9.1 THE SCHAEFER AND FOX MODELS
9.2 GULLAND'S FORMULA
9.3 CADIMA'S FORMULA
9.4 MSY ESTIMATORS BASED ON THE SURPLUS PRODUCTION MODEL
9.5 MUNRO AND THOMPSON PLOT
9.6 STANDARDIZATION OF EFFORT
9.7 THE DERISO/SCHNUTE DELAY DIFFERENCE MODEL
In contrast to Chapters 3 to 8, Chapters 9 and 13 do not deal with "analytical models", but with "holistic models" (cf. Fig. 1.8.1), wherein the stock is considered as one big unit of biomass and wherein no attempt is made to model on an age or length base. The "surplus production models" which are discussed in this chapter deal with the entire stock, the entire fishing effort and the total yield obtained from the stock, without entering into any details such as the growth and mortality parameters or the effect of the mesh size on the age of fish capture etc. Surplus production models were introduced by Graham (1935), but they are often referred to as "Schaefermodels" (see below).
The objective of the application of "surplus production models" is to determine the optimum level of effort, that is the effort that produces the maximum yield that can be sustained without affecting me longterm productivity of the stock, the socalled maximum sustainable yield (MSY). The theory behind the surplus production models has been reviewed by many authors, for example, Ricker (1975), Caddy (1980), Gulland (1983) and Pauly (1984).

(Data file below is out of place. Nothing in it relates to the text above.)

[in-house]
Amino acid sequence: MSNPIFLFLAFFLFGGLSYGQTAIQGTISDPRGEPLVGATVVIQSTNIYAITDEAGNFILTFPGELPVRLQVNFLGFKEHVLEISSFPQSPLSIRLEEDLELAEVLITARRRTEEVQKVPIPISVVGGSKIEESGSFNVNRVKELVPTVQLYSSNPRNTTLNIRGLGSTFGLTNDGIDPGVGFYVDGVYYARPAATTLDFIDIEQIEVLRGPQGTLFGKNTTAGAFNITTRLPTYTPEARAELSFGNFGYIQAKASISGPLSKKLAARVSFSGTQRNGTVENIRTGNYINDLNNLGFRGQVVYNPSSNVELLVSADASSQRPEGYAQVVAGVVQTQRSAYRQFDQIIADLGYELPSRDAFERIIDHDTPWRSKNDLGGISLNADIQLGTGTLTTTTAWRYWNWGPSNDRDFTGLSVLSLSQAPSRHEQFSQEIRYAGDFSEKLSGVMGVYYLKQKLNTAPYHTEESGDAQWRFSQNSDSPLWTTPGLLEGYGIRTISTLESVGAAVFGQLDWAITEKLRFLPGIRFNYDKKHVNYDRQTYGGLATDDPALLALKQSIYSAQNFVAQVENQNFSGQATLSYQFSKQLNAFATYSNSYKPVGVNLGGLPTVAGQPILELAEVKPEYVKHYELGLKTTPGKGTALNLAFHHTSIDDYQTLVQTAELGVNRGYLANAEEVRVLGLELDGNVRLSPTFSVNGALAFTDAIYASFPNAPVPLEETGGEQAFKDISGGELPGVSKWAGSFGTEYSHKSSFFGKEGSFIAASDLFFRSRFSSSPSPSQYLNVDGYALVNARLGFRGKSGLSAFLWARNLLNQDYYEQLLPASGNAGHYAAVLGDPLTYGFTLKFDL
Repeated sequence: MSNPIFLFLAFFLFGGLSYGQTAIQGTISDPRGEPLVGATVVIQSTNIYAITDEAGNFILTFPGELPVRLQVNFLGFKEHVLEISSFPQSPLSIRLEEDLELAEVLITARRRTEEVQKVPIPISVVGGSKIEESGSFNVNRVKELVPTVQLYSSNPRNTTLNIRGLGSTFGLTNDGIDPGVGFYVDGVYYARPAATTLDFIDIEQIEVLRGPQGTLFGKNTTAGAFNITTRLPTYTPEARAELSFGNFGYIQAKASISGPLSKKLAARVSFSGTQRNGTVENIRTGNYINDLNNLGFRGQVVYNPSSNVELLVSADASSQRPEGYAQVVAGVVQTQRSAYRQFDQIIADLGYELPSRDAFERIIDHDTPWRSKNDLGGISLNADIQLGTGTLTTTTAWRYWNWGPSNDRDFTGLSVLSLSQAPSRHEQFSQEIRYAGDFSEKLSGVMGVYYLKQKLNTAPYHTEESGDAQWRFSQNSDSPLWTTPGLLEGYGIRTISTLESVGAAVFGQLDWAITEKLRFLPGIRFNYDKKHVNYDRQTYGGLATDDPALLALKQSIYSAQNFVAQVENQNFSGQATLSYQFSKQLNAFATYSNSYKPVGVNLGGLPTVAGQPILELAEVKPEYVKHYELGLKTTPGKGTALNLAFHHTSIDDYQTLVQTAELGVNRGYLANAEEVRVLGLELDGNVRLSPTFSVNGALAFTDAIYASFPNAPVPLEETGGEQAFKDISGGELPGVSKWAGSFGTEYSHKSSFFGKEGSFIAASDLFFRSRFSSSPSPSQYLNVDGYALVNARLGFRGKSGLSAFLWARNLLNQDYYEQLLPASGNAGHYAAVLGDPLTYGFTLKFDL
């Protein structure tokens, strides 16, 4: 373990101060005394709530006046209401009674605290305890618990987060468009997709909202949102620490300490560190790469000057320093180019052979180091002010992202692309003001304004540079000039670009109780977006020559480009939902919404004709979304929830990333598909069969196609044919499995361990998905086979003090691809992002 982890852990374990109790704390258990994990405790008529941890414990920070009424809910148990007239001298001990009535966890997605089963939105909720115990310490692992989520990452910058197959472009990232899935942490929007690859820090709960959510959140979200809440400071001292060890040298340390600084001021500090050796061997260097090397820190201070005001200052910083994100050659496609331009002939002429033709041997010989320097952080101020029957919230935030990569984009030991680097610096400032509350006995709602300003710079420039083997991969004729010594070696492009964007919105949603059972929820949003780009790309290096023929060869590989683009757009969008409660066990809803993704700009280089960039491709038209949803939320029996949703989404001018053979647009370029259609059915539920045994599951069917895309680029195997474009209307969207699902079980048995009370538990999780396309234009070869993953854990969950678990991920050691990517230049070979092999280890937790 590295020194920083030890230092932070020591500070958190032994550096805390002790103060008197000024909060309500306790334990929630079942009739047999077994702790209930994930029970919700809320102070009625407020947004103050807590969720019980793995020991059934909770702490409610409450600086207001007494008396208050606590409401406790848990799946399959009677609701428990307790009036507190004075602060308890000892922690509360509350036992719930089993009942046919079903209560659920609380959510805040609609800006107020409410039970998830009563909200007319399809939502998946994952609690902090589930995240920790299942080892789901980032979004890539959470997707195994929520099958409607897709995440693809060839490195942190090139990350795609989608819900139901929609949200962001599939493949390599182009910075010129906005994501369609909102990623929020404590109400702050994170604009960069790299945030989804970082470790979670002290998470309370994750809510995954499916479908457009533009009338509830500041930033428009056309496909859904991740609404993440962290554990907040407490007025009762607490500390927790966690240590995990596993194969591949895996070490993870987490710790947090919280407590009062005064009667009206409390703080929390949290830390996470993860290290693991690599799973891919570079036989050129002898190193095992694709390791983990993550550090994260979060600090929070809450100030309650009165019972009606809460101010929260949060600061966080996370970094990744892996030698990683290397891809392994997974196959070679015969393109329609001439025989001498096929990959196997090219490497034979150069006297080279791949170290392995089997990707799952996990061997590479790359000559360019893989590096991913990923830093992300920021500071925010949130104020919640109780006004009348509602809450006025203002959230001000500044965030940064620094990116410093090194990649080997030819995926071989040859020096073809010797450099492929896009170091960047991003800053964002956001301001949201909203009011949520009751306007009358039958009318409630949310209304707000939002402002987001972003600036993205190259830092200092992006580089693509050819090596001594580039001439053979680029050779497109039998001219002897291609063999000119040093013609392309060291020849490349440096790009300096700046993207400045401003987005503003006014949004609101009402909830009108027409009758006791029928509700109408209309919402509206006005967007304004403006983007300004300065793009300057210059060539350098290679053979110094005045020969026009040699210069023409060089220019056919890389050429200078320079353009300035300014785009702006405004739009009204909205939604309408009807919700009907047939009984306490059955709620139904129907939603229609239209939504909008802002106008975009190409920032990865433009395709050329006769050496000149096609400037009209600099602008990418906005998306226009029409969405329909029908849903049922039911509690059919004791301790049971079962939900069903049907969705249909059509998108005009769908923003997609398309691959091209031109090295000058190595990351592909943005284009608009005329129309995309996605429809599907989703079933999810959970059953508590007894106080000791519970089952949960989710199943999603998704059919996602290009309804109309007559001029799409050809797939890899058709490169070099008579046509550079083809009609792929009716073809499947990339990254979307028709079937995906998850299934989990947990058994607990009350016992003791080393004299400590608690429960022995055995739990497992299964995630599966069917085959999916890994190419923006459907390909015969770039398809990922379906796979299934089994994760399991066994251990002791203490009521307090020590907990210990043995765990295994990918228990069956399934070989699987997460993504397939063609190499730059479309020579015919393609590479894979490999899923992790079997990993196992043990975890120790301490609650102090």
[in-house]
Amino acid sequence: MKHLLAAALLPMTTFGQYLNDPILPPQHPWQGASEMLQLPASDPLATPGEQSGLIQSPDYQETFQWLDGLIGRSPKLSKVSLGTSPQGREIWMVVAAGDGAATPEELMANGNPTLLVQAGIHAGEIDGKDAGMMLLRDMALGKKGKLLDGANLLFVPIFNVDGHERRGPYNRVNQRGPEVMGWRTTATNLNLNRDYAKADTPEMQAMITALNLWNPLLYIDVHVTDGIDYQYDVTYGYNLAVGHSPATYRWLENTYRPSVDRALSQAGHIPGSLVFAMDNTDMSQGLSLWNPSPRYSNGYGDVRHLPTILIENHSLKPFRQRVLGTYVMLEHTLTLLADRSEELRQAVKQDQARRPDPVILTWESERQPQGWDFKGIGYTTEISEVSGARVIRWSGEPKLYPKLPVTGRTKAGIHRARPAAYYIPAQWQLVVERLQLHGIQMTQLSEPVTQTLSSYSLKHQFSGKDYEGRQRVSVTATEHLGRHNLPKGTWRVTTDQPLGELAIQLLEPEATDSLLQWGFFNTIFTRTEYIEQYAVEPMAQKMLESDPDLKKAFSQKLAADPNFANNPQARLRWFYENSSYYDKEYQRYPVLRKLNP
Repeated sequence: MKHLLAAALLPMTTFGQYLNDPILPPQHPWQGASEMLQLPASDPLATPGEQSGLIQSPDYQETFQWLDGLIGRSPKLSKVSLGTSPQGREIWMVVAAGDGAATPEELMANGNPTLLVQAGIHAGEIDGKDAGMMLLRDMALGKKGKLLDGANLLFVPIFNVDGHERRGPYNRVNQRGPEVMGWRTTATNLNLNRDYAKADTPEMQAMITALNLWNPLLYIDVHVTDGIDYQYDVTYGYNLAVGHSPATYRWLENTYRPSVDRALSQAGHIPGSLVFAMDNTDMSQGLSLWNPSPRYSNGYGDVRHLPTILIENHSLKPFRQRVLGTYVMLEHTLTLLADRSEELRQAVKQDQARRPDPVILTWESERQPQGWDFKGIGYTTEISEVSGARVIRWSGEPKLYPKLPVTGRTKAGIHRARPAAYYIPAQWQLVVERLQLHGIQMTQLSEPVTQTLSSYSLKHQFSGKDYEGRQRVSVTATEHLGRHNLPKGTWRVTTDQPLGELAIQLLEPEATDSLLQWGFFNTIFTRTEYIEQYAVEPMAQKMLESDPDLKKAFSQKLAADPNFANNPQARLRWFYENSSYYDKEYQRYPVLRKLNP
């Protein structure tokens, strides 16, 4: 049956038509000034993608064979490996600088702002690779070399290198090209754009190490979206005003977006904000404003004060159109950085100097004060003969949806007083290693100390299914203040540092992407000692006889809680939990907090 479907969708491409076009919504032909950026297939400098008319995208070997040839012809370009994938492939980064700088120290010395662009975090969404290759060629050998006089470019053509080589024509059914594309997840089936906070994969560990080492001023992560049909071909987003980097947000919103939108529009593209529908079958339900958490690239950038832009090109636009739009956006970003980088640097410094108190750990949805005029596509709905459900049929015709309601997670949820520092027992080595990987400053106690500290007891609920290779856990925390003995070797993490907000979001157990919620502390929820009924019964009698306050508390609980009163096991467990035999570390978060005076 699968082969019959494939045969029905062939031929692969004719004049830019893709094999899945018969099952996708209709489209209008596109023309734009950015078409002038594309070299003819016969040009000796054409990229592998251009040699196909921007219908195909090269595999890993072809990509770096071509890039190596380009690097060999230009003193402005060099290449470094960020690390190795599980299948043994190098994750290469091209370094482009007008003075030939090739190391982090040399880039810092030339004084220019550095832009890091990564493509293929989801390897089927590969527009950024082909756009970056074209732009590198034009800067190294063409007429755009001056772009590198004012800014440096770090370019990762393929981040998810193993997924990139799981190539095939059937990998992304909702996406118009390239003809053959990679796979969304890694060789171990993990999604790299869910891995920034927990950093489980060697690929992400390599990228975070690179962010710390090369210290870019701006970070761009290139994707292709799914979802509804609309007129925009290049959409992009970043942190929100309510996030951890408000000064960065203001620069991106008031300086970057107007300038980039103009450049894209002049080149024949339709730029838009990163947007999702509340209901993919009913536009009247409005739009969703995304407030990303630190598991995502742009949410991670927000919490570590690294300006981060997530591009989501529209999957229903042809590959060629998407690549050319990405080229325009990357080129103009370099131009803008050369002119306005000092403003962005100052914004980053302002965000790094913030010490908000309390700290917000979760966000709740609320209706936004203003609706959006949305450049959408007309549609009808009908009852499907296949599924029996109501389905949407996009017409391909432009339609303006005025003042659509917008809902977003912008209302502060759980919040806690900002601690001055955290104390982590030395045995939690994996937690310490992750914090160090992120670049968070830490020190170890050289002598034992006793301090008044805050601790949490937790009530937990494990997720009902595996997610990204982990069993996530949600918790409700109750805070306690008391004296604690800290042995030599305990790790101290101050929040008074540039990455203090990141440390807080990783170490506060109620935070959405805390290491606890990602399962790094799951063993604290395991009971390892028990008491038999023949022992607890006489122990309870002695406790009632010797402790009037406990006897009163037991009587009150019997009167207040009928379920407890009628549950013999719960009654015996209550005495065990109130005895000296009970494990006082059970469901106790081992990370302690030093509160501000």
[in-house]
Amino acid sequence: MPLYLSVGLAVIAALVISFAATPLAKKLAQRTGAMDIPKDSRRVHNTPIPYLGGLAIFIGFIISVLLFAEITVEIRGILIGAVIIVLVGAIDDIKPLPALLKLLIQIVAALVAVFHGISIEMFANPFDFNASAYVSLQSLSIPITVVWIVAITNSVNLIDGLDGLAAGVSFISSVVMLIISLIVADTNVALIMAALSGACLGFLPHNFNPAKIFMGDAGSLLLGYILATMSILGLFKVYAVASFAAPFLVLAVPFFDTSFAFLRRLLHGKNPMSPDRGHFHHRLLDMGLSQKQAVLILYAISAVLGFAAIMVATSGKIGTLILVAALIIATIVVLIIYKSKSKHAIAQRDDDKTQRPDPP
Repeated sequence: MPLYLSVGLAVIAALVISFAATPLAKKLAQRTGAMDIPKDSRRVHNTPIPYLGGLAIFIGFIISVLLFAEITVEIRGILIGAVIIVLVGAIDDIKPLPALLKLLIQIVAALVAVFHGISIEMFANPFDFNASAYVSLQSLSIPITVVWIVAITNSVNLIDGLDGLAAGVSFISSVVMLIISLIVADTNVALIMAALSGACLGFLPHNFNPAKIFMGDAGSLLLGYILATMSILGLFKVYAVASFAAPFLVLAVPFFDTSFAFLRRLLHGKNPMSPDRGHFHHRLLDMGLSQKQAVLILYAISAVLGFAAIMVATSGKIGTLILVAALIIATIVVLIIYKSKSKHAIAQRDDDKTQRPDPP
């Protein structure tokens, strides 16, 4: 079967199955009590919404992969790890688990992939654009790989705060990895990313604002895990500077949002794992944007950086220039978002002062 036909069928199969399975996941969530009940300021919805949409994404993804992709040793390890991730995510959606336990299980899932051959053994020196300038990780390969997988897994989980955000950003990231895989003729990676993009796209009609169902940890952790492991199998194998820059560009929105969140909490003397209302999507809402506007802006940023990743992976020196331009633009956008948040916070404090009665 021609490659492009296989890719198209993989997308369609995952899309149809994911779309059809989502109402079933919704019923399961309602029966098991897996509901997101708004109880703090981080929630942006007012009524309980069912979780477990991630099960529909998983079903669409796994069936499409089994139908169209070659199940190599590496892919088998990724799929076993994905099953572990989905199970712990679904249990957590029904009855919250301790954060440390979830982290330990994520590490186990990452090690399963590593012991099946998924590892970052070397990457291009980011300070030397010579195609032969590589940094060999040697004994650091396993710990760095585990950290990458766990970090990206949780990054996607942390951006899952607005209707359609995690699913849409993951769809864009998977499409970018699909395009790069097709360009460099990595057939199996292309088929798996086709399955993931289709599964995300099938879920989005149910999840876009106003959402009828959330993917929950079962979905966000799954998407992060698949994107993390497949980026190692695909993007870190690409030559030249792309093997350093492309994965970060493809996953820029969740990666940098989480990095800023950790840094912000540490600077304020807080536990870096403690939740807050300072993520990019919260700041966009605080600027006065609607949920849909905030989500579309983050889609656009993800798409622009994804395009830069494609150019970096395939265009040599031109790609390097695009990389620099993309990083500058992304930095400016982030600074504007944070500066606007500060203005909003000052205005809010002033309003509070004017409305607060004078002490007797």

Because holistic models are much simpler than analytical models, the data requirements are also less demanding. There is, for example, no need to determine cohorts and therefore no need for age determination. This is one of the main reasons for the relative popularity of surplus production models in tropical fish stock assessment. Surplus production models can be applied when data are available on the yield (by species) and of the effort expended over a certain number of years. The fishing effort must have undergone substantial changes over the period covered.
The maximum sustainable yield (MSY) can be estimated from the following input data:
f(i) = effort in year i, i = 1,2,...,nY/f = yield (catch in weight) per unit of effort in year i.
Y/f may be derived from the yield, Y(i), of year i for the entire fishery and the corresponding effort, f(i), by
Y/f = Y(i)/f(i), i = 1,2,...,n..........(9.1.1)
The simplest way of expressing yield per unit of effort, Y/f, as a function of the effort, f, is the linear model suggested by Schaefer (1954):
Y(i)/f(i) = a + b*f(i) if f(i) £ a/b..........(9.1.2) 
Eq. 9.1.2 is called the "Schaefer model".